Nothing goes better with Taylor Swift’s new album than a little snitch. At least, that’s what the FBI’s Washington Field wants you to think, based on a file last tweet I took out the organization.
Taking signals at the right time Speak now (Taylor version), The FBI shared a photo on Monday that appears to mock Miss Swift’s latest release, featuring a fake track listing in shades of purple reminiscent of the album art. But these so-called “tracks” have some interesting titles: “Terrorism (FBI Version)”, “Cybercrime (FBI Version),” and “Weapons of Mass Destruction (FBI Version)”, to name a few. inventory.
“Justice is better than revenge. You may not be Superman, but you can help the #FBI protect the country,” the caption asking readers to “speak now” if they had information about a crime before it was closed was grafted with the organization’s contact information.
This is the latest example of Swiftisms penetrating into the legal realm, a trend that likely began in January when Sens. Amy Klobuchar and Mike Lee worked agonizingly over some of her words in their testimony at a Senate Judiciary Committee hearing on Ticketmaster. Since then, Glendale, Arizona has been temporarily renamed “Swift City”; Swift briefly served as mayor of Tampa; Brazilian lawmakers proposed what they called the “Taylor Swift Law” in response to the scandalous ticket skinning.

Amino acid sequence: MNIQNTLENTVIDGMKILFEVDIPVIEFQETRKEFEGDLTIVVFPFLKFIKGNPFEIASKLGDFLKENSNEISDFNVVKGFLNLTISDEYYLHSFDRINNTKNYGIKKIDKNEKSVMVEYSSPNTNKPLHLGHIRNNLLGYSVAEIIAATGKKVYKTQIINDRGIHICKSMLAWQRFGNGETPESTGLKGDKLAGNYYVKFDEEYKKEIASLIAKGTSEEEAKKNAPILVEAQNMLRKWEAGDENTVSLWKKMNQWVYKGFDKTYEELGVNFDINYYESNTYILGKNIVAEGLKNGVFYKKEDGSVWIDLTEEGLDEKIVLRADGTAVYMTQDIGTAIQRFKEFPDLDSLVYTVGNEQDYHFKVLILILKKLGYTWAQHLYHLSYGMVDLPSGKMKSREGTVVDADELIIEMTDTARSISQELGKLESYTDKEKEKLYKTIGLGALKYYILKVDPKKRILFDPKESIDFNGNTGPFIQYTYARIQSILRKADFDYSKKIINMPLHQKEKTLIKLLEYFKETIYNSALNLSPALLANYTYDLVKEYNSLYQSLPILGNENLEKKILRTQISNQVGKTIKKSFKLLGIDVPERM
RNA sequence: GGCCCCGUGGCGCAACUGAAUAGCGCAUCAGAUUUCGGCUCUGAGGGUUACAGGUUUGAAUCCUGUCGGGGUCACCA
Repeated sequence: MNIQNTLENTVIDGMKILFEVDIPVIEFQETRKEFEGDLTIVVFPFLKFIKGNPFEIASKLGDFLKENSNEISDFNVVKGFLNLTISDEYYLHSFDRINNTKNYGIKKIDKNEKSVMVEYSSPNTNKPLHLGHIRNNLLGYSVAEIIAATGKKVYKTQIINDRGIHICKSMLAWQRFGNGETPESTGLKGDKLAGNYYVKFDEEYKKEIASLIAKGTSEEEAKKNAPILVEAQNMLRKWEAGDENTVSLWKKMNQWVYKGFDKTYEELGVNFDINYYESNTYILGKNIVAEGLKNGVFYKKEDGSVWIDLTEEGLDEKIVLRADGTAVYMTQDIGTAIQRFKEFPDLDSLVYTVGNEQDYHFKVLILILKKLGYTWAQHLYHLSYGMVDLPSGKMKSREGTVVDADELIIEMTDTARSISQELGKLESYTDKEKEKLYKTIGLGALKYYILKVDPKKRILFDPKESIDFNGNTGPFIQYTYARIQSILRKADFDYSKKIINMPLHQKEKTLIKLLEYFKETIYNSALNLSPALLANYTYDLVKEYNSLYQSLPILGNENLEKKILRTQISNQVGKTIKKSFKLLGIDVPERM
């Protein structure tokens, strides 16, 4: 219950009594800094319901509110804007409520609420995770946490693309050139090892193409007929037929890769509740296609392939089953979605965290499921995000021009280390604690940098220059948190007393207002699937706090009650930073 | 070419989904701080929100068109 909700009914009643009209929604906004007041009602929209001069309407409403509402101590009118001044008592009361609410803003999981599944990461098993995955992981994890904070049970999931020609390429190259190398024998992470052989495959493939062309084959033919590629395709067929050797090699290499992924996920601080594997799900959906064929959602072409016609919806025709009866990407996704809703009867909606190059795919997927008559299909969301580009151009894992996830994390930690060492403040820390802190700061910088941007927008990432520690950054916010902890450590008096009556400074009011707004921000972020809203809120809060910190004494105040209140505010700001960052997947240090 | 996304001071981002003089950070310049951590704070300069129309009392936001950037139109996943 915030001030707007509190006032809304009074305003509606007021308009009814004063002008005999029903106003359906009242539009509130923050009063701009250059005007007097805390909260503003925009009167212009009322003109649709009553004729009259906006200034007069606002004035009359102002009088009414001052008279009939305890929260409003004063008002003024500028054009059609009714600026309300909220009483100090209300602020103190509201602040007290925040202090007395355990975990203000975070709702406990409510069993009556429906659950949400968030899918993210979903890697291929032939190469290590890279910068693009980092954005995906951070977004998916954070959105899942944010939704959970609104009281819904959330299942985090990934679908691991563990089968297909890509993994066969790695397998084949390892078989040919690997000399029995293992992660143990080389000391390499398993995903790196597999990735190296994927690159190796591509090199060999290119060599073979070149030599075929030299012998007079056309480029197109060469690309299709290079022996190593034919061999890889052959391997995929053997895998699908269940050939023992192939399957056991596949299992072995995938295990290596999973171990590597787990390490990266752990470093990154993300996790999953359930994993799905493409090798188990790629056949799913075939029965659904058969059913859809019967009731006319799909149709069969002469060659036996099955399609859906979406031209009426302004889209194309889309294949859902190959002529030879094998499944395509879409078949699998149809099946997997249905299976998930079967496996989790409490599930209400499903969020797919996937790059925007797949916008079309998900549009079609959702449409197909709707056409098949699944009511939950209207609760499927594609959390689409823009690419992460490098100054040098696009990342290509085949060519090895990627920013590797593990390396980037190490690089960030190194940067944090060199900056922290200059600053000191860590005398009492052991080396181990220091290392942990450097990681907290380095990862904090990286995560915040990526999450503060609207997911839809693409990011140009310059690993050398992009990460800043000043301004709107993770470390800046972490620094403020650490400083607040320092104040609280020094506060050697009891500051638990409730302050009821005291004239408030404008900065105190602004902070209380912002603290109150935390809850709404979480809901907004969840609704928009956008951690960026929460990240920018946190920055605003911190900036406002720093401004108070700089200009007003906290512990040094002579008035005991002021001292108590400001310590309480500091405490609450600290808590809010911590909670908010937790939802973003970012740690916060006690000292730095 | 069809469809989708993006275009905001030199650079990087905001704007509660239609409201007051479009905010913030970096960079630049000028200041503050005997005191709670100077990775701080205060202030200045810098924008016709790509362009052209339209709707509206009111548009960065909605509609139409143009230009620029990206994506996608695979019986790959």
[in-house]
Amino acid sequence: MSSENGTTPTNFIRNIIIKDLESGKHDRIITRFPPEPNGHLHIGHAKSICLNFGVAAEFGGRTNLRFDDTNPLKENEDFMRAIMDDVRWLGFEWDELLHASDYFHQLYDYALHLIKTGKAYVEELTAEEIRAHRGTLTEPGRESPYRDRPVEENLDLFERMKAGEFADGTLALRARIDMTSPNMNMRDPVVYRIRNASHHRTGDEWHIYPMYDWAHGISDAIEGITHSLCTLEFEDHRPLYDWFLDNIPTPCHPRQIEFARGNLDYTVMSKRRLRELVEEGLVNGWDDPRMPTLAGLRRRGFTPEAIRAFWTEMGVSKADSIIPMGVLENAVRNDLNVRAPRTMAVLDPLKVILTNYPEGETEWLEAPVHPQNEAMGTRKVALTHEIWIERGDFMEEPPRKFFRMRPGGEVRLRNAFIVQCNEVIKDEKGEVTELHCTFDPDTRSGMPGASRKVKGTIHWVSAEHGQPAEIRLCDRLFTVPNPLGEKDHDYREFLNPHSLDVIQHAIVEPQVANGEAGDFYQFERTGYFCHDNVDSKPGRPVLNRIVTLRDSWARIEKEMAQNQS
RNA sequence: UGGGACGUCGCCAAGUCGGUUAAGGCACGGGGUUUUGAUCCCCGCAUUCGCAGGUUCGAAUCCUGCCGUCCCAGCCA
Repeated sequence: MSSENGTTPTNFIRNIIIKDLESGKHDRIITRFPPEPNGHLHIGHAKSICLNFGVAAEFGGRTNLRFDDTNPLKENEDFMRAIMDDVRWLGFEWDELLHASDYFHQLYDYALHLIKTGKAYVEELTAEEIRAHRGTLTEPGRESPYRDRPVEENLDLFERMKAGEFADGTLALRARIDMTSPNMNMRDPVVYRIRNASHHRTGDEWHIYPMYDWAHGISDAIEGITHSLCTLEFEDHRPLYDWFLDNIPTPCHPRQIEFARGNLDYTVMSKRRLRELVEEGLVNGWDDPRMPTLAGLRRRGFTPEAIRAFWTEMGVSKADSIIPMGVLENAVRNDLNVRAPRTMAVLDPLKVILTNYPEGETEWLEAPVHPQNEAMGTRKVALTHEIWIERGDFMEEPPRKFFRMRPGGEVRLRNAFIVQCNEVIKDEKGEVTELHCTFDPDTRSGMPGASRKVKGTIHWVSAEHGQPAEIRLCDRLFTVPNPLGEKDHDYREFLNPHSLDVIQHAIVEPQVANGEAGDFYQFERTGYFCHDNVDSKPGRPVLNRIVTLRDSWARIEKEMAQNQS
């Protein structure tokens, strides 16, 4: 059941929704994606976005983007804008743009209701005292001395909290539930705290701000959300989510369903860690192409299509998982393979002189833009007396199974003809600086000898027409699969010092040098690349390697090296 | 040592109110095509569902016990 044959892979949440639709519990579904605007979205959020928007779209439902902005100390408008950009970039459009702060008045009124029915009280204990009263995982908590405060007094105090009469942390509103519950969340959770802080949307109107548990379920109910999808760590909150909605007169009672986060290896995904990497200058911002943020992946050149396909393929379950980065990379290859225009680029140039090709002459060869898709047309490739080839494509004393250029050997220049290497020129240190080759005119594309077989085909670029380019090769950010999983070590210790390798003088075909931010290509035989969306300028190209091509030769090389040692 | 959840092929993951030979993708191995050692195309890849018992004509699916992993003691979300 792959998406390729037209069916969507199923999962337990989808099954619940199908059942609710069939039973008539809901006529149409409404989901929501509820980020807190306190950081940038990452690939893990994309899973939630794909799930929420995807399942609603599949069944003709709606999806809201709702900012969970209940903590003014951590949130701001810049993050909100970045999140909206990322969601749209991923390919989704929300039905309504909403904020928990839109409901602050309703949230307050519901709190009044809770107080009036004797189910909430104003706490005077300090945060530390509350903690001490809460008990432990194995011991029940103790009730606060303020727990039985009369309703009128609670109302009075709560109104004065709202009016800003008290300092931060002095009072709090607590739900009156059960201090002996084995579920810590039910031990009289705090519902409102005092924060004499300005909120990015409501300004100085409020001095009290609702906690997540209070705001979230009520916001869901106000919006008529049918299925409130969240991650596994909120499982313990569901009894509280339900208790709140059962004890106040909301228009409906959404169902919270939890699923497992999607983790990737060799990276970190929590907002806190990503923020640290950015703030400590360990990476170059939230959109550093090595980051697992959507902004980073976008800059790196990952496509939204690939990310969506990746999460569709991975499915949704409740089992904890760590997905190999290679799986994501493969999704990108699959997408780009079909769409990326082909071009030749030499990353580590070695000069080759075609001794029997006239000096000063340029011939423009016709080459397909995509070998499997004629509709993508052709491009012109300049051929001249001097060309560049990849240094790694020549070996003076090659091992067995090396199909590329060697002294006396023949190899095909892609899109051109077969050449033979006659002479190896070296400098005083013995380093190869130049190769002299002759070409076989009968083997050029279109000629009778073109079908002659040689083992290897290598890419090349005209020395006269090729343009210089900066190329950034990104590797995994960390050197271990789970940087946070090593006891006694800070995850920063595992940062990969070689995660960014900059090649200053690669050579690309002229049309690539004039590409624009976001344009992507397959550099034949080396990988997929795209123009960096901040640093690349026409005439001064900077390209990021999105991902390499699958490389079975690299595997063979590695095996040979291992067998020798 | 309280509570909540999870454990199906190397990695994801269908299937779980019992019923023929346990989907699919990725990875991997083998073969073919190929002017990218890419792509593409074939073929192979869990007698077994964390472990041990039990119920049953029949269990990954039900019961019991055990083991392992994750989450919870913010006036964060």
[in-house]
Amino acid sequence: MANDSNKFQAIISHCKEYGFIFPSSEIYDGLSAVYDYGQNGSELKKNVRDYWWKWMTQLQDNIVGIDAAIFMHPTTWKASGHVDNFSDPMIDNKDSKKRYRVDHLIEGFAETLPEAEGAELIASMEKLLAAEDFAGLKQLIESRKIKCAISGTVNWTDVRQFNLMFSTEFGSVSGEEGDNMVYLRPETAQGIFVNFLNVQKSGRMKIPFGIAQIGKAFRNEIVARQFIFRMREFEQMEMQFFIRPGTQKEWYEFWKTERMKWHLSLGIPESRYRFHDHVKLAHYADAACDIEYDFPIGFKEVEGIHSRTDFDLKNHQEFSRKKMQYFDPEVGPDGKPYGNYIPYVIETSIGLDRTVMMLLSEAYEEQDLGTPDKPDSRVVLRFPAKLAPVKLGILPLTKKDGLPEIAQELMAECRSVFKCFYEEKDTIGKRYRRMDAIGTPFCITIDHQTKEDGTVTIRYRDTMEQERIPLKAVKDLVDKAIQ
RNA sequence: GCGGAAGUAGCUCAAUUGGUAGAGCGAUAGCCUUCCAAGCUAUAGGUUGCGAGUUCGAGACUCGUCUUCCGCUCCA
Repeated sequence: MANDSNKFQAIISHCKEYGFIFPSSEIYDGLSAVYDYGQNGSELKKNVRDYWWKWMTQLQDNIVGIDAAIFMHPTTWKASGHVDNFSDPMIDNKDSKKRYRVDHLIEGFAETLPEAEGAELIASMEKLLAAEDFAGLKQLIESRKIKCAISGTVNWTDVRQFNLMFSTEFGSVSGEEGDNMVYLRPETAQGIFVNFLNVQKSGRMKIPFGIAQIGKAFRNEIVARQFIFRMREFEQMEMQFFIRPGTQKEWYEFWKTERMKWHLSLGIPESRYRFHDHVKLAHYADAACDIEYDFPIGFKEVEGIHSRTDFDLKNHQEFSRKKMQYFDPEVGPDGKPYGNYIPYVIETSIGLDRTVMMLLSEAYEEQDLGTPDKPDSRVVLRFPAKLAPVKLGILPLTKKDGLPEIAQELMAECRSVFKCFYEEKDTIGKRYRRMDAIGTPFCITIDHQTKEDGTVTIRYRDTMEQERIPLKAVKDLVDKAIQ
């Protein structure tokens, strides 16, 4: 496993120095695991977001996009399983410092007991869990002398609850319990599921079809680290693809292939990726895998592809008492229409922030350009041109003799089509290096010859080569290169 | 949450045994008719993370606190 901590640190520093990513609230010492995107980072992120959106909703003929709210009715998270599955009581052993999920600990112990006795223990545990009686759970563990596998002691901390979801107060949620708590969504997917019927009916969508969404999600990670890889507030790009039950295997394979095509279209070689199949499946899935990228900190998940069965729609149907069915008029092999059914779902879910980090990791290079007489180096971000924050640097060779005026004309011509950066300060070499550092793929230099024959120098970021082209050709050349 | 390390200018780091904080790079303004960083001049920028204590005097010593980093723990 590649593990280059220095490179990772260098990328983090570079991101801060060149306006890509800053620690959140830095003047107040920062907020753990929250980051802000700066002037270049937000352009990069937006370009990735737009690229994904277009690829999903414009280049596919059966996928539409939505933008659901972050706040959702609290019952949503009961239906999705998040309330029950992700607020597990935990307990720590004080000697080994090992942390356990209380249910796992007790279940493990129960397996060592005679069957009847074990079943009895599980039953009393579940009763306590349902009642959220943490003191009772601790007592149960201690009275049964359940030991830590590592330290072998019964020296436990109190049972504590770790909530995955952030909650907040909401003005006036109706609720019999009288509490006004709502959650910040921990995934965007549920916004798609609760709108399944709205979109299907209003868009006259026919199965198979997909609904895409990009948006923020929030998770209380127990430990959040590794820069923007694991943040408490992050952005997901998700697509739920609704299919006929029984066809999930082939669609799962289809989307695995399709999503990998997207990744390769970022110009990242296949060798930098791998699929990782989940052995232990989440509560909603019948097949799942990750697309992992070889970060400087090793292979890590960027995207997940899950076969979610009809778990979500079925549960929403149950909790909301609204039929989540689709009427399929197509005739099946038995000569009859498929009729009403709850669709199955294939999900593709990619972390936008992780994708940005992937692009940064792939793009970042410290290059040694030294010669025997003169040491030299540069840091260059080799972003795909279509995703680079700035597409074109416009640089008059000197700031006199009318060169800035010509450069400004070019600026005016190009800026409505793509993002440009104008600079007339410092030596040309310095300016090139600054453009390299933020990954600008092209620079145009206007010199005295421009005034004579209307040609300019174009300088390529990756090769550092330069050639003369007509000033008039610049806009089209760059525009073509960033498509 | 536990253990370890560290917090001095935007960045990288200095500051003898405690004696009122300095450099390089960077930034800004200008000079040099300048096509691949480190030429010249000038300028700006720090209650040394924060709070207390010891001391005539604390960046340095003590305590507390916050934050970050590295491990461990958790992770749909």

See the FBI’s tweet below.
Meanwhile, Swift recently expanded her epic “The Eras Tour” with new international dates that extend through 2024 (get tickets here).
Justice is better than revenge. You may not be Superman, but you can help # The FBI protect the country. If you have information about a federal crime, speak up now. Call 1-800-225-5324 or visit https://t.co/t8G7LO4hxu to submit a tip. pic.twitter.com/kn9QhlNhGx
—FBI Washington Field (FBIWFO) July 10, 2023